Why Need Keep PCB Clean
When troubleshooting non-functional or poor performance circuits, engineers can run simulations or other analysis tools to consider the circuit from the schematic level. If these methods can not solve the problem, even the best engineers may be stumped and frustrated or confused. To avoid a similar dead end, I’ll introduce you to a simple but very important tip: Keep PCB clean.
The surface cleanliness of printed boards is also known as ionic contamination. Cleanliness directly affects the surface insulation resistance of PCB and longlife of PCB.
Poor cleanliness and serious pollution of the ion will cause the weldability and surface insulation resistance of PCB to decrease. In wet environment,conductors will also cause corrosion and affect the life of printed boards.
Especially for the high density wiring board with small wire and small spacing, the effect is more obvious, so it must be cleaned strictly before and after the coating of the printed board to meet the cleanliness requirements.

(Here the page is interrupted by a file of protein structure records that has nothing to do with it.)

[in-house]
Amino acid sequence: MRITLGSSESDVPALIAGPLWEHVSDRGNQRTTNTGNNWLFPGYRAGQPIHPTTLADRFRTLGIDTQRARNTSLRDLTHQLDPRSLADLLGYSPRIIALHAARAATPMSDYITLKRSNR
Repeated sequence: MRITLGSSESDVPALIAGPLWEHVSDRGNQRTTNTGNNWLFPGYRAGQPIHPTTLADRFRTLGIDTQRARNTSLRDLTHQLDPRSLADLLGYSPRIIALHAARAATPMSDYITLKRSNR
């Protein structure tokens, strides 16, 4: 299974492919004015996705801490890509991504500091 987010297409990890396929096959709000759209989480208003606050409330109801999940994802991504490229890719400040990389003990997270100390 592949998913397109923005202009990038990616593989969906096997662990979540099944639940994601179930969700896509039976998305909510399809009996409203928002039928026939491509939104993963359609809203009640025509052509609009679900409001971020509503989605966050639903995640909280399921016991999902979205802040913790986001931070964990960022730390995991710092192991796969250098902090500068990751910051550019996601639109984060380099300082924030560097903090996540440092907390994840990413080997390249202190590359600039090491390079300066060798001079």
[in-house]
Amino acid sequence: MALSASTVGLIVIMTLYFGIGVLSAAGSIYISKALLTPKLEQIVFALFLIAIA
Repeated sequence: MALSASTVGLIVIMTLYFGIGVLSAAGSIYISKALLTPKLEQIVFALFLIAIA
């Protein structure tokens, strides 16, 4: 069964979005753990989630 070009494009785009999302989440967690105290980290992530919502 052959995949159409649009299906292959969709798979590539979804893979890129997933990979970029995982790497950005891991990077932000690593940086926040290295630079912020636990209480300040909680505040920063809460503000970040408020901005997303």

Cleanliness is to clean the surface of the printed board of the unprinted solder mask film by chemical extraction (usually using isopropanol water extract with a resistivity greater than 6Mg2cm). The resistivity of the extracted solution should be greater than 2MQcm, or equivalent to 156ugcm2 sodium chloride equivalent. We should pay attention to the cleaning and operation of the environment in order to prevent the second time pollution from affecting the results of the determination.
Some materials used during PCB assembly or modification can cause serious circuit functional problems if the PCB is not properly cleaned. One of the most common problems in this type of phenomenon is flux.
Flux is a chemical used to help solder components to the PCB. Unfortunately, if it is not removed after soldering, the flux will deteriorate the surface insulation resistance of the PCB, which will seriously degrade the circuit performance in the process.